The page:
|Spot the Painters!|
Annapolis Royal was the first permanent European settlement in the New World north of St Augustine, Florida. (Here's a cosmic coincidence for you – in just a few weeks, I'll be teaching a workshop in that other early settlement.) Fort Royal, which was the village's first name, was established in 1605. Since that time, agriculture has been very important. We are staying out in Granville Ferry, and my morning walk takes me through fields dotted with sprawling apple trees, and my thoughts are punctuated with the occasional moo from a Holstein. There is fishing in Annapolis Royal too, of course, and boats to paint.
Our first day saw a threat of rain. We got out to historic St George Street in town and painted some of the wooden scallop draggers that were tied up at the boatyard. After lunch, the first sprinkles came, so Trina and I went exploring for painting spots for later. With our all-weather coats in tow, we took a hike on the Delaps Cove Wilderness Trail. There's some spectacular scenery there, but I decided it'd be too much of a hike with our painting gear.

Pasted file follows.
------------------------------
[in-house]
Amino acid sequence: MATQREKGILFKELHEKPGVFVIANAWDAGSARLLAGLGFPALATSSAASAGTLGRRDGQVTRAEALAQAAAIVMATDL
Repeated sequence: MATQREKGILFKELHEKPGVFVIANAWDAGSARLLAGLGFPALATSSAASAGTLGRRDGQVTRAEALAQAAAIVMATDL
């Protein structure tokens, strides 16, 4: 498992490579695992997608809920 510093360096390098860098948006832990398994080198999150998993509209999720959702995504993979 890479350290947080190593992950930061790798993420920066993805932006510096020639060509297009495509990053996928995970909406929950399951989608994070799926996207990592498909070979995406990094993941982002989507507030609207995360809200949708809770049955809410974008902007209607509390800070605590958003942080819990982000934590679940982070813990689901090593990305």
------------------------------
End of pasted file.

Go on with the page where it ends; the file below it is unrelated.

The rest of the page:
Nightfall came with gusty winds. By morning, the temperature had dropped to 46 degrees. I was glad I'd brought my down vest. One of our group had to buy a thick jacket at the local outfitters'. I thought we could find some protection from the wind at Fort Anne – this national historic site sports huge embankments to protect soldiers from gunfire and painters from wind – and so I did. I had a nice view of what is called the "tidelands". Two hundred years ago or so, the settlers built dikes along the tidal Annapolis River to protect their lowlying fields from high tides.
|The Tidelands, 9x12 oil|
|Port Royal Rocks, 9x12 oil|